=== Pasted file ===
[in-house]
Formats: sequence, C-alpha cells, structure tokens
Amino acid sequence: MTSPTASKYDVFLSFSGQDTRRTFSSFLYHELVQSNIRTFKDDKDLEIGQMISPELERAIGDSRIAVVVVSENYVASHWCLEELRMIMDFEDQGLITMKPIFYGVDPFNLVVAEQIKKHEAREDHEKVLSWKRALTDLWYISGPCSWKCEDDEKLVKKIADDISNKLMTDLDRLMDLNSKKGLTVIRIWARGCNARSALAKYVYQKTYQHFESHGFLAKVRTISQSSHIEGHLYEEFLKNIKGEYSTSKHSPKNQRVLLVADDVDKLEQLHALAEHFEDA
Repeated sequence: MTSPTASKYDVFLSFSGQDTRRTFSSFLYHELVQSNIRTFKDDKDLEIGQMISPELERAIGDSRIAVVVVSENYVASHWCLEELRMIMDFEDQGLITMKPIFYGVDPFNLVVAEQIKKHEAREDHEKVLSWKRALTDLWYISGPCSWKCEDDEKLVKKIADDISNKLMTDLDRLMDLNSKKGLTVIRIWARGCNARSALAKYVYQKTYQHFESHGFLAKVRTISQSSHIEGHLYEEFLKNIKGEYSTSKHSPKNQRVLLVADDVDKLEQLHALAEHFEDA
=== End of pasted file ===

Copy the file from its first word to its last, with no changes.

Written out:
[in-house]
Formats: sequence, C-alpha cells, structure tokens
Amino acid sequence: MTSPTASKYDVFLSFSGQDTRRTFSSFLYHELVQSNIRTFKDDKDLEIGQMISPELERAIGDSRIAVVVVSENYVASHWCLEELRMIMDFEDQGLITMKPIFYGVDPFNLVVAEQIKKHEAREDHEKVLSWKRALTDLWYISGPCSWKCEDDEKLVKKIADDISNKLMTDLDRLMDLNSKKGLTVIRIWARGCNARSALAKYVYQKTYQHFESHGFLAKVRTISQSSHIEGHLYEEFLKNIKGEYSTSKHSPKNQRVLLVADDVDKLEQLHALAEHFEDA
Repeated sequence: MTSPTASKYDVFLSFSGQDTRRTFSSFLYHELVQSNIRTFKDDKDLEIGQMISPELERAIGDSRIAVVVVSENYVASHWCLEELRMIMDFEDQGLITMKPIFYGVDPFNLVVAEQIKKHEAREDHEKVLSWKRALTDLWYISGPCSWKCEDDEKLVKKIADDISNKLMTDLDRLMDLNSKKGLTVIRIWARGCNARSALAKYVYQKTYQHFESHGFLAKVRTISQSSHIEGHLYEEFLKNIKGEYSTSKHSPKNQRVLLVADDVDKLEQLHALAEHFEDA